Last week I attended a Connecticut Bar Association YLS event about networking. The event was held at a restaurant that I’ve never been to (oh! an opportunity to be at a swanky bar!) and looked to be an opportunity to learn more about effective ways to network and meet other attorneys(social interaction for the solo!) , and it was just that. Did I learn anything new? A few things about taking time everyday to network, keeping in contact with people even if I haven’t heard from them, touching base and reaching out. Were these ideas revolutionary? No, not really– more a common sense approach to how to develop and cultivate relationships in this increasingly fast paced and demanding life we all live. But one thing struck me — all along I have been thinking of networking as selling– and for me, that’s just not in my comfort zone. It’s not like I don’t think I have something to offer, because I know I do. It’s just that I was raised to be a little more humble about tooting my horn. To me, sales has always seemed to be high pressure and intense; I know how I’ve felt when someone told me that what they had to offer( products/goods/services) was the best my reaction was to take a step back (envision the “close talker” scenario) but it really doesn’t have to be that. Networking, I learned, is an opportunity to make connections and build relationships. I don’t really have to do the hard sell, but just make myself available so that when I need someone (or someone I know needs someone) or when another person has a need for someone like me, I am the name that pops up– the person people think of– and trust. And a lot of that is based on just being present and personable in someone else’s cache of relationships. So it’s more than an advertisement or a sales pitch, it’s about working together, and this I can do. It’s one of my favorite things about some of the work I do– working together to solve a problem. Sometimes I can solve someone else’s problem or need by referring someone; sometimes another person can do that for me. But that can’t happen if I live in a vacuum and don’t make the time.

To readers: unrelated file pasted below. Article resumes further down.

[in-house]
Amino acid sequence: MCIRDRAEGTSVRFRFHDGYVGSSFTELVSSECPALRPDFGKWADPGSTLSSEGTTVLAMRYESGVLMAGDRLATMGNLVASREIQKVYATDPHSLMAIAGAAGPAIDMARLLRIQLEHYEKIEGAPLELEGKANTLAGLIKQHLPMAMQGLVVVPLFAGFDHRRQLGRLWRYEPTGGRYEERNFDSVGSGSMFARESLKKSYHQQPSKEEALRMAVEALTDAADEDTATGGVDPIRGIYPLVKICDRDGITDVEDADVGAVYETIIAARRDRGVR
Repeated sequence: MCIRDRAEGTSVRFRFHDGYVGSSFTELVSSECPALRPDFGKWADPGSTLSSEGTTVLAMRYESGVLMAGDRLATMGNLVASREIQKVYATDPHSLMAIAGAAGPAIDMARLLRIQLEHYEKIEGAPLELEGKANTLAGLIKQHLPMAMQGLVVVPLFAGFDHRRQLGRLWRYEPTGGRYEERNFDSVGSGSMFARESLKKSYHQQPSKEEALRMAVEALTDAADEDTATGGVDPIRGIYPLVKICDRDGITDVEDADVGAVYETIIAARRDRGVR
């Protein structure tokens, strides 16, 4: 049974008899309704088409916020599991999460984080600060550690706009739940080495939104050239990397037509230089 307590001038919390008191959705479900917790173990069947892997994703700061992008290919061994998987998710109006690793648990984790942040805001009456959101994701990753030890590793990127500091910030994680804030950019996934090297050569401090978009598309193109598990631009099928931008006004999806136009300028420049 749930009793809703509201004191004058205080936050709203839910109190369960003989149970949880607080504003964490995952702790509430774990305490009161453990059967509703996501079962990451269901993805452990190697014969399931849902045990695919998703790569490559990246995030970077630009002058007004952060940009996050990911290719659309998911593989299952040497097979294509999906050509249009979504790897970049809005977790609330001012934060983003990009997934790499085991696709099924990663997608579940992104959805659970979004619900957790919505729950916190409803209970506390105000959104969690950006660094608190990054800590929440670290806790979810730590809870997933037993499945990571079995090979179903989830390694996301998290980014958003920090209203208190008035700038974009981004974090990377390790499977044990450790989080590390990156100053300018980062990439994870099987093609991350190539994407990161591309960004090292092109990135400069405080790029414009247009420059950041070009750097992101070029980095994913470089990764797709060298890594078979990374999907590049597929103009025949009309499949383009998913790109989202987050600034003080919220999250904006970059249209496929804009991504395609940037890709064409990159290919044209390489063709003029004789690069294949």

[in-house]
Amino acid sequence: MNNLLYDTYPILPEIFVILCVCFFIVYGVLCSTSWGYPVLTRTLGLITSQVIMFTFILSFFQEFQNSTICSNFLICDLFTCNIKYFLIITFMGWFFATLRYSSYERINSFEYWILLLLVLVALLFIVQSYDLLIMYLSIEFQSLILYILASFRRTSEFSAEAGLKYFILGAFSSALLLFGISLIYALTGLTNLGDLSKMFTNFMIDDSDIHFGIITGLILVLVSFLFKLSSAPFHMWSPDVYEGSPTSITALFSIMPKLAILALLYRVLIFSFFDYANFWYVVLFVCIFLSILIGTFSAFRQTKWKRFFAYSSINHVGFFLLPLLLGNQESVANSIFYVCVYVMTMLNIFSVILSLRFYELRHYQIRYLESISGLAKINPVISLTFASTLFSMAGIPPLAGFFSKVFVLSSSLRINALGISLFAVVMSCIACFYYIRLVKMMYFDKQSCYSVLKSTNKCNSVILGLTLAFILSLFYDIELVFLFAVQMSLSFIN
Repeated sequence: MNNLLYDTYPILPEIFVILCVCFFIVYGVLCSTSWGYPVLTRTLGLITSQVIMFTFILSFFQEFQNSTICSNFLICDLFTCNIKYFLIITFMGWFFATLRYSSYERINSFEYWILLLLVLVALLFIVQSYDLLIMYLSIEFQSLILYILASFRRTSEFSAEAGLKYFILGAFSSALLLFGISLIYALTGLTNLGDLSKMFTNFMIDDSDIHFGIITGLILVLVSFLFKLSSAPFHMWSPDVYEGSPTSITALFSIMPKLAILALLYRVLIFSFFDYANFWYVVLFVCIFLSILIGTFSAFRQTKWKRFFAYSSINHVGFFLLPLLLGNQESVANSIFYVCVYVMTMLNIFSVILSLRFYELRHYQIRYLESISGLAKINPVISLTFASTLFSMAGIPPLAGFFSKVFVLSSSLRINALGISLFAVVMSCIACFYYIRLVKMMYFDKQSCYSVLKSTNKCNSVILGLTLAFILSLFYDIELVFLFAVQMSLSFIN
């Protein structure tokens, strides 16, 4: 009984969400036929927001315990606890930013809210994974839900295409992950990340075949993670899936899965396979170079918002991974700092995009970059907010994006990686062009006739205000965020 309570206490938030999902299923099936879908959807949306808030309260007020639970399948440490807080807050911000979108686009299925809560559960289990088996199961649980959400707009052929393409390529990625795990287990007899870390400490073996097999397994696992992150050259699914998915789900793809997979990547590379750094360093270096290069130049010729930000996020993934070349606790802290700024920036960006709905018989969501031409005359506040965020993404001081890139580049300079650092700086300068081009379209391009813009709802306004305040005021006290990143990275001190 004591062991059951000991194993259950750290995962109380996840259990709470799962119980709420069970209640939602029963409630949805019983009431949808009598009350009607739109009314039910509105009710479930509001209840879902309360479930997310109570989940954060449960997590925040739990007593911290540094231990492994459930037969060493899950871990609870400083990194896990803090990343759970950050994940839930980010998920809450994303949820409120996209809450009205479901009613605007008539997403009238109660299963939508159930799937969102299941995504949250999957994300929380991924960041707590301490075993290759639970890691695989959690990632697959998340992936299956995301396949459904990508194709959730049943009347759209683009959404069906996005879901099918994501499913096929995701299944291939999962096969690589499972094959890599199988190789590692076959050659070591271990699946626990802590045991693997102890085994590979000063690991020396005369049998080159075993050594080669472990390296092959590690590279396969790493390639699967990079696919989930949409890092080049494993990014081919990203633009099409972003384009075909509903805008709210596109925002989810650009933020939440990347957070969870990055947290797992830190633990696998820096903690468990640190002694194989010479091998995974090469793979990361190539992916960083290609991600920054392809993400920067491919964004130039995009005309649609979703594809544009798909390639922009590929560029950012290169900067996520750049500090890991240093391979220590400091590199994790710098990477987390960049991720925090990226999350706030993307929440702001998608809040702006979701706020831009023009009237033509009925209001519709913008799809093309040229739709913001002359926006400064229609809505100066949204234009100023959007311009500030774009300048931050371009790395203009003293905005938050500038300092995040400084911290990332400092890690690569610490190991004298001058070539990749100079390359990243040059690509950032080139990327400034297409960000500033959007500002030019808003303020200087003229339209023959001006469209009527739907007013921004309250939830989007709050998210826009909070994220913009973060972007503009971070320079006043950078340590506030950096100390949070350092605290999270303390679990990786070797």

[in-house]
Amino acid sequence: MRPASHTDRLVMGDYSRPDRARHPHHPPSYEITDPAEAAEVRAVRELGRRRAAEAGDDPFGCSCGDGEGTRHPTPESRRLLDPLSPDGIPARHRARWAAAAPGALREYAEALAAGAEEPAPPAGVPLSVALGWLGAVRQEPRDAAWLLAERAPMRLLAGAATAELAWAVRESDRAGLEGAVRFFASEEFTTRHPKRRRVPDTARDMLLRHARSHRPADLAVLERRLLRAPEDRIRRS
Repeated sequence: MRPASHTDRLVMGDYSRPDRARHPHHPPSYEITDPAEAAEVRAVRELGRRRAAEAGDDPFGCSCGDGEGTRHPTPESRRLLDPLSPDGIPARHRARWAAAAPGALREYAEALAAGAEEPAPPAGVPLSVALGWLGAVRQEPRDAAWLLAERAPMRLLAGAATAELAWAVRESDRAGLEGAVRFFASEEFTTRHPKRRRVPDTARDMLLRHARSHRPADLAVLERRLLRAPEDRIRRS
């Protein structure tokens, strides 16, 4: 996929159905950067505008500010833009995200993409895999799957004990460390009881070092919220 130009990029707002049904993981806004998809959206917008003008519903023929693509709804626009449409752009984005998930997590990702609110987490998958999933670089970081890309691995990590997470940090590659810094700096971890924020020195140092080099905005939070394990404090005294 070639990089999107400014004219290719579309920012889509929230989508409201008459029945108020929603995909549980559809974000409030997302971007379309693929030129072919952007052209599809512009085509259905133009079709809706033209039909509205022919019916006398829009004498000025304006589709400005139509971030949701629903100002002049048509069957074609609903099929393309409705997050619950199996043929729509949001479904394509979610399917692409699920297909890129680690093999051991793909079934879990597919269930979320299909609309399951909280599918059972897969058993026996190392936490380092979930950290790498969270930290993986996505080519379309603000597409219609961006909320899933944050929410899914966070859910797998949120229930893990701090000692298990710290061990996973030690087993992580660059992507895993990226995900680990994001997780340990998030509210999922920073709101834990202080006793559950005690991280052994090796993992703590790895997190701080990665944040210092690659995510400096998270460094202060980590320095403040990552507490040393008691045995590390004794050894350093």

One of the perks of having a blog is that I can comment on what I thought of the event overall. At a minimum it was a good use of two hours on a weeknight, and it was inexpensive. Most everyone was chatty and fun, interesting in connecting and learning about everyone else. Aside from feeling like the old maid in the room (ah, the perils of returning to the law after 20+ years of teaching!) I met a lot of enthusiastic attorneys that were willing to learn and meet new people. It was a little noisy (we were in a bar, after all!) but what didn’t help was one very chatty person at our table. This person clearly disagreed with the speaker, had her own (perhaps valid, who knows?) opinions on how to network (she told us, after all, she’d been practicing for some time and was only there to accompany her associates) but the grumbling, the grousing, and her overall tone was nothing but rude. While it’s easy to say she could have ruined the event for me (and the others in attendance) she did teach me a few things. First, I know now to avoid her at future events(okay, harsh, but true!) Second, everyone has an opinion about what works for them for networking; and that’s the point, IT’S PERSONAL. So while I might disagree with her behavior, she certainly made the point that networking might have some ground rules, but successful networking is a lot about what works for you (or me!)